Supporting Indigenous climate leadership and co-developing solutions to address climate change in First Nations’ communities is central to advancing reconciliation and self-determination. Today, the Assembly of First Nations and the Government of Canada released the fifth Annual Report of the Joint Committee on Climate Action. The Joint Committee on Climate Action’s efforts are rooted in partnership and the meaningful recognition of First Nations’ governance, rights, and leadership.
The Report documents the positive steps that First Nations and the federal government took last year to achieve a stronger climate partnership.
In addition to measures to meaningfully improve its internal activities, the Joint Committee on Climate Action accelerated First Nations’ full and effective participation in clean growth and climate change programs, including the National Adaptation Strategy. The Joint Committee on Climate Action also advanced the development of a First Nations Climate Leadership Agenda through comprehensive dialogue with First Nations’ leaders from across the country. The Joint Committee on Climate Action monitored and evaluated the progress of priorities to ensure the continued full and effective participation of First Nations in climate change programs and policy decisions.
The Joint Committee on Climate Action commits to holding discussions and making progress on five priorities in 2023:
- Reviewing federal clean growth and climate change policy and programs through the First Nations Climate Lens.
- Empowering First Nations’ leadership in climate action.
- Fostering greater transparency, accountability, and communication in Joint Committee on Climate Action activities.
- Continuing to develop First Nations-specific indicators/criteria to report on the implementation of climate-related federal funding programs and outcomes for First Nations.
- Deepening the intergenerational and intersectional dialogue on climate change in all activities.
The Joint Committee on Climate Action acknowledges the need to include Indigenous knowledge systems, uphold the minimum standards of the United Nations Declaration on the Rights of Indigenous Peoples (including the right to free, prior, and informed consent), and include the voices of youth, women, Elders, and participants from every region.
“Canada and the world face a triple crisis of climate change, biodiversity loss, and pollution. Dealing with these interlocking issues requires deep collaboration, and Indigenous partnerships are crucial. Today’s release of the 2022 Annual Report from the First Nations–Canada Joint Committee on Climate Action is an important reminder of the collaborative efforts and recent progress made by the Government of Canada and First Nations. The Report shows how we are accelerating the full and effective participation of First Nations in conservation, clean growth, and climate change programs. We are honoured to advance climate and nature conservation policy through this partnership, and I look forward to what we will achieve together for our shared future in a rapidly changing climate.”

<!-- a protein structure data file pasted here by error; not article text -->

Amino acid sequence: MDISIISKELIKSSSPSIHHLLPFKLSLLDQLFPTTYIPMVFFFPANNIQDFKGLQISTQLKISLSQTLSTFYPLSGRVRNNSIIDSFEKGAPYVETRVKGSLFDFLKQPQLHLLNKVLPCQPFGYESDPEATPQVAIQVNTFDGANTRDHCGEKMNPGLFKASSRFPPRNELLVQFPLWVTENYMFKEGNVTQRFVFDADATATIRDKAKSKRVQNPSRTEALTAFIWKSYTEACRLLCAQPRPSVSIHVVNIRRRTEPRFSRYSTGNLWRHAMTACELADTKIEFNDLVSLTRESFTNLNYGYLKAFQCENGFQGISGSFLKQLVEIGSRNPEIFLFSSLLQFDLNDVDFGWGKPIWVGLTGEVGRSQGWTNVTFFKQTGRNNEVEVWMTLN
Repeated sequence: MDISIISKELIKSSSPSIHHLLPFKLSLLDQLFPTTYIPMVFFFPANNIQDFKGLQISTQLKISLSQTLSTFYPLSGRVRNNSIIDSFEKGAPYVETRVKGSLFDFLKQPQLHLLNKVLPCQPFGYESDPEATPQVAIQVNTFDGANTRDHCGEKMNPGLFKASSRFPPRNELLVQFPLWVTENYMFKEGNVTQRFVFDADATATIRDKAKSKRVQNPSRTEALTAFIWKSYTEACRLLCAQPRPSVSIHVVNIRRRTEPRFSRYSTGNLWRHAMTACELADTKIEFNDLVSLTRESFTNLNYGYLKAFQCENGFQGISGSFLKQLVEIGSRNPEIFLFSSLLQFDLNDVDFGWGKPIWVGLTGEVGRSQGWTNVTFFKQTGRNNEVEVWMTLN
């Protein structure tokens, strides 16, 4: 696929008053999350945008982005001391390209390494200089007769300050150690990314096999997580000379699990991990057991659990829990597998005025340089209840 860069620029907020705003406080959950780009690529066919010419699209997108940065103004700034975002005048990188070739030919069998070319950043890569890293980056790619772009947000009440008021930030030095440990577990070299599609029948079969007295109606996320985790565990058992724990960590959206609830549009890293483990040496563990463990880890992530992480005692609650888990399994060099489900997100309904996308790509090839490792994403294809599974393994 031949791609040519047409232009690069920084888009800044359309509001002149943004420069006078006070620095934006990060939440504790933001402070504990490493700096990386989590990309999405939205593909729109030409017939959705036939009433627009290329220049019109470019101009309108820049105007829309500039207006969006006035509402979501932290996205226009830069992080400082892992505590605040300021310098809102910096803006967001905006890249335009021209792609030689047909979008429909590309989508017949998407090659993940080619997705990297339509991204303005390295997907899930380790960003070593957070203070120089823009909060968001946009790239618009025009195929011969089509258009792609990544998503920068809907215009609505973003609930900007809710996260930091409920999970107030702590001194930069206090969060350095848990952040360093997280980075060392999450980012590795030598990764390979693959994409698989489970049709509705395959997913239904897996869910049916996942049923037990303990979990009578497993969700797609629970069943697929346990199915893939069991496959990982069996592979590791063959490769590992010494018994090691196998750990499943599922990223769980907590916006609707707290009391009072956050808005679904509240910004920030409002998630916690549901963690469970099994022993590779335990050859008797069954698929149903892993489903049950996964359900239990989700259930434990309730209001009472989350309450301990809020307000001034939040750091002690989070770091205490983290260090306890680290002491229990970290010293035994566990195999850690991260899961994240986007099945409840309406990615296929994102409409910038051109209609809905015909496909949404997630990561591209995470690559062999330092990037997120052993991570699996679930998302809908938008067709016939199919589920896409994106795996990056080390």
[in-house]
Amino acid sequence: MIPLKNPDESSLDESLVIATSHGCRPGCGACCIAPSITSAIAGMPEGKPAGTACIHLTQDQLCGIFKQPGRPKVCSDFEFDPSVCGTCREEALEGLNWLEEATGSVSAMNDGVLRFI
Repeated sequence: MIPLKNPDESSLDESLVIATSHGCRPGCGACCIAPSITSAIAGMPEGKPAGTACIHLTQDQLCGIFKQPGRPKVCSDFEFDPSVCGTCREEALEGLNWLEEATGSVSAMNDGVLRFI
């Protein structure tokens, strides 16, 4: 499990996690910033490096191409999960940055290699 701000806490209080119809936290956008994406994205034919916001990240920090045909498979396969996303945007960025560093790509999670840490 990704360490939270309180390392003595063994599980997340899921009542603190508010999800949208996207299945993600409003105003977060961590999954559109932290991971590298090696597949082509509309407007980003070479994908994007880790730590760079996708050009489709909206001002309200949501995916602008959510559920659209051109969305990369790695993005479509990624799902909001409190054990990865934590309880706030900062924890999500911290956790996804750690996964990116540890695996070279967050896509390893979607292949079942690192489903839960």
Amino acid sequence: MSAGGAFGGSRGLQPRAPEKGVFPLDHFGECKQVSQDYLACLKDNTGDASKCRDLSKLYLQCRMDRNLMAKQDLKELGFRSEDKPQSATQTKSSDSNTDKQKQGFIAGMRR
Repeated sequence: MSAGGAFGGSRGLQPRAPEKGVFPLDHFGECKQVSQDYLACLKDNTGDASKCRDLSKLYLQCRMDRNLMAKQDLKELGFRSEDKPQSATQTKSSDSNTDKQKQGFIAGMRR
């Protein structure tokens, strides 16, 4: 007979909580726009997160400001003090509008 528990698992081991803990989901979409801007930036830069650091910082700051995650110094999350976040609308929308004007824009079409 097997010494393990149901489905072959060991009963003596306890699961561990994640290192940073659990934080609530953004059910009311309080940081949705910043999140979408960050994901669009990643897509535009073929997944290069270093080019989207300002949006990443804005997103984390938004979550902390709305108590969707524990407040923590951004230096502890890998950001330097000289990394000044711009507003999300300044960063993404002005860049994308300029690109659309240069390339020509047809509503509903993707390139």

– The Honourable Steven Guilbeault, Minister of Environment and Climate Change
“The release of the fifth Annual Report of the First Nations–Canada Joint Committee on Climate Action highlights that by working collaboratively, with the inclusion and full participation of First Nations’ governance, laws, and priorities in all discussions, we can develop innovative, long-term solutions to mitigate and adapt to climate change, and to restore and protect ecosystems that are inclusive of First Nations’ knowledge systems. First Nations have become global leaders in climate action. I look forward to building on this momentum and advancing priorities as identified in the Report, and through the recognition of First Nations’ inherent and treaty rights, title, and jurisdiction.”
– Paul (PJ) Prosper, Regional Chief for Nova Scotia and Newfoundland, Assembly of First Nations
- The Joint Committee on Climate Action follows on from the Assembly of First Nations Resolution No. 22/2017. It was established in 2016, following a commitment by the Prime Minister and the National Chief of the Assembly of First Nations. It focuses on climate change and clean growth, and is based on the recognition of rights, co-operation, and partnership.
- The Joint Committee on Climate Action seeks to promote First Nations’ full and effective participation in federal climate action. It serves as a unique forum where First Nations’ representatives and federal officials come together to discuss climate change priorities and collaborate on climate policy.
- The Joint Committee on Climate Action’s mandate does not replace or alleviate the Crown of its duty to consult First Nations’ rights holders at the local, regional, and national levels on climate change issues.
- Its work includes identifying barriers to First Nations’ participation in decision-making and access to climate change programs, as well as identifying ways to advance First Nations’ self-determination in climate action.
- The Joint Committee on Climate Action is made up of First Nations’ representatives from all regions of Canada, representatives of the Assembly of First Nations, and Government of Canada officials from numerous federal departments, including Environment and Climate Change Canada, Crown-Indigenous Relations and Northern Affairs Canada, Indigenous Services Canada, Natural Resources Canada, and Infrastructure Canada.
- Joint Committee on Climate Action 2022 Annual Report
- 2030 Emissions Reduction Plan: Clean Air, Strong Economy
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Assembly of First Nations
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